In a losing effort, Diego is probably’s Wolfburg’s “MoM” (man of the match). He led VfL with 62 touches, was a leader with 30 passes and 13 challenges. He also logged 11.5+ km. Diego completed 89% of his passes, most of which were fairly long balls across heavily trafficked parts of the pitch. Finally, his touches around the box provided VfL’s only real threatening play.
Meanwhile, Schweinsteiger was Bayern’s “MoM,” even if you removed his assist header/deflection on Mandzukic’s golazo. Basti was indefatigable. He led Bayern with in all three categories: 103 touches, 74 passes (van Buyten, Müller and Kroos were his most common targets) , and 12+ km covered. His passing chart for the game demonstrates the ubiquity of his distribution on either flank (but especially Bayern’s right flank in this match), while “action areas” chart demonstrates his presences in conducting Bayern’s offensive from both the middle and right side of the pitch:
Even more impressive, however, he led Bayern with 19 challenges (6/9 on tackles and 4/5 on aerial duels). Schweinsteiger embodied his characteristic passing distribution, but also dominated Wolfsburg with his physicality. A crushing blend.
The match’s interesting numbers:
- Possession: Bayern 53%, Wolfsburg 47%.
- Shots on goal: Bayern 8, Wolfsburg 8.
- Yellow cards: Bayern 2, Wolfsburg 5.
- Challenge success rate: Bayern 53%, Wolfsburg 47%.
- Total passes: Bayern 425 (84% successful), Wolfsburg 252 (80% successful).
- Total tackles: Bayern 18/23, Wolfsburg 27/30 (!).
- Aerial Duels: Bayern 19/28, Wolfsburg 9/28 (!??).
If you are a Wolfsburg fan, Bayern hater, or simply hoping for more narrative drama at the top of the Bundesliga, then this was a frustrating game, simply because VfL looked so capable of playing ball with Bayern – especially with that press during the game’s first 30 minutes. Yet Bayern was too much everything by the match’s end. However, Bayern fans should still be a bit nervous about Bayern’s ability to handle pressure in their back third, because Die Roten just don’t look comfortable having to make quick passes from their back four.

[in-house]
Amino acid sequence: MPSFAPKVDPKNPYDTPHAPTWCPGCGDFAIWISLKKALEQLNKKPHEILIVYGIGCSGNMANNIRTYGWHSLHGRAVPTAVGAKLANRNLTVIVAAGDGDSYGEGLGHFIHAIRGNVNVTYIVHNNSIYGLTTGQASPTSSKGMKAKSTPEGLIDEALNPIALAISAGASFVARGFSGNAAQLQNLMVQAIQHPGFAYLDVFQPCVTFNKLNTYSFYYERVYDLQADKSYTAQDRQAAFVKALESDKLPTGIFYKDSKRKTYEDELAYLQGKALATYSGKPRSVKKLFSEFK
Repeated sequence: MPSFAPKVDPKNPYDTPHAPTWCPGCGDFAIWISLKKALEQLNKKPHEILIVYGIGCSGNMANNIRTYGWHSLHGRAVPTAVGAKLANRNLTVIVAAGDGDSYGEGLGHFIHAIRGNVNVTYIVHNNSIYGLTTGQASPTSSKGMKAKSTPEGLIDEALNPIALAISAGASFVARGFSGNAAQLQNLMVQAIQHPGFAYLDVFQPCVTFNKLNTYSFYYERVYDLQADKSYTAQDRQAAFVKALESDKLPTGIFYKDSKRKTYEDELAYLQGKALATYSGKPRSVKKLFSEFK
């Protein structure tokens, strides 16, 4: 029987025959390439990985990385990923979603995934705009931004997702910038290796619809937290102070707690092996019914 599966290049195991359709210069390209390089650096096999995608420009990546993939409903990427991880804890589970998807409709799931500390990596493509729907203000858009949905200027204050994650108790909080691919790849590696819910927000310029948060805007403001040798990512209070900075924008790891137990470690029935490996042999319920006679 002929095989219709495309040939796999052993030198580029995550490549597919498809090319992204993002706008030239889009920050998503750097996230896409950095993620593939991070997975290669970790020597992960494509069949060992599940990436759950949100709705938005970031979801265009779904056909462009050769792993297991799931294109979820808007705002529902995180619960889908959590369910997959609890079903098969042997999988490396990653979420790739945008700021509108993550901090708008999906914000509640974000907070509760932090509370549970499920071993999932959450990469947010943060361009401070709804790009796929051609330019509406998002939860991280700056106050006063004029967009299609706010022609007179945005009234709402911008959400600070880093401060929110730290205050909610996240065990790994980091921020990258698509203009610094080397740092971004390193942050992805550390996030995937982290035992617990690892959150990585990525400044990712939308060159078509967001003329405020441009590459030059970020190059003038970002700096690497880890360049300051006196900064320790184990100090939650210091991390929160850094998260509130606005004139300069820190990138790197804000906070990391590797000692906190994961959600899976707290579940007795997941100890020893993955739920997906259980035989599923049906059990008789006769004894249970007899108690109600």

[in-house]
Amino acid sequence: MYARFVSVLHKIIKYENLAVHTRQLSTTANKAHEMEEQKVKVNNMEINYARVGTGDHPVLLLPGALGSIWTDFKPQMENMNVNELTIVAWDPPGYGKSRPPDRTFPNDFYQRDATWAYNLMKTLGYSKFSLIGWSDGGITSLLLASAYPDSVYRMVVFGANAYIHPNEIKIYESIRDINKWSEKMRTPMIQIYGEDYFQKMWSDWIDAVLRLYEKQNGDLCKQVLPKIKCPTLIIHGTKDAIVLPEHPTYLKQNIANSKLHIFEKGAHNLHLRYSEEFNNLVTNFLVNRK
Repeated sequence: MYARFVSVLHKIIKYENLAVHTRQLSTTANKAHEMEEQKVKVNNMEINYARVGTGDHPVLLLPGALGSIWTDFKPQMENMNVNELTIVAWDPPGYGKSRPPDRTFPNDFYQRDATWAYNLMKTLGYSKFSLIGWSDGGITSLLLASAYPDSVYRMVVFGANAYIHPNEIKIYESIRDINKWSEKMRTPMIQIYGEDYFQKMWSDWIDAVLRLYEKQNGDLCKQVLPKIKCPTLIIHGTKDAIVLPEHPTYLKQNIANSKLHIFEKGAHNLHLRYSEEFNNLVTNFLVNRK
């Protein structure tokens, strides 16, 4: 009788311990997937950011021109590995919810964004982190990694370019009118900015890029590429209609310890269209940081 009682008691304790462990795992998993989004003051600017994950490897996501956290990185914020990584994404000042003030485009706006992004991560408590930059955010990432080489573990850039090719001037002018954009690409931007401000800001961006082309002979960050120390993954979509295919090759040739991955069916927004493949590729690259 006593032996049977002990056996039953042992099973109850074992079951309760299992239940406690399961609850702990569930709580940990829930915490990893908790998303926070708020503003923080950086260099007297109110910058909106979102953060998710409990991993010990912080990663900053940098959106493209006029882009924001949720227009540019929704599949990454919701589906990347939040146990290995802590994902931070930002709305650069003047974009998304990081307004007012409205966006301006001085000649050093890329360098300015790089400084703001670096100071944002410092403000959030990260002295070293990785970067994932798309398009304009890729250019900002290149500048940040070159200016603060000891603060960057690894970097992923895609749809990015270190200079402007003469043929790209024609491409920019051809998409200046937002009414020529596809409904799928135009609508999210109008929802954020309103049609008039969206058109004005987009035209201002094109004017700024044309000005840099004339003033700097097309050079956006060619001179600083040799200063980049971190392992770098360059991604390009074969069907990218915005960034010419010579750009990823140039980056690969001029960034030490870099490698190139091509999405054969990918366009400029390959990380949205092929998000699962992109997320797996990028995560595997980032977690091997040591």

However, for those who love the sometimes nauseating “who is better than who” conversations of sports talk radio, I think you have to say that Bayern is simply a better team than Dortmund right now. Bayern has so many attacking channels that depriving them of their most dangerous one (the left flank) makes little difference. Plus, teams simply cannot score against them right now. And besides, Bayern did manage to survive the press – something Dortmund cannot say after their disaster against HSV last weekend.
No matter what, Bayern still finds ways to score goals and menace in front of the box with their breathtakingly fast lacing of passes and runs. Bayern is imperial. As a Dortmund supporter, I can only stand and applaud. For the sake of Bayern’s historic run we are witnessing in the Bundesliga, I can’t help but praise the greatness of this side.
Data and visuals derived from Squawka.com, WhoScored.com, and Bundesliga.de.
Photo courtesy AP
Latest posts by Travis Timmons (see all)
- Does Löw’s Squad Selection for the Prestige Friendlies Reveal Anything? - March 21, 2018
- It’s Time for Another Episode of “Imagine There’s No Bayern” - February 16, 2018
- Reintroducing Thomas Müller as the “Room-Maker” - February 5, 2018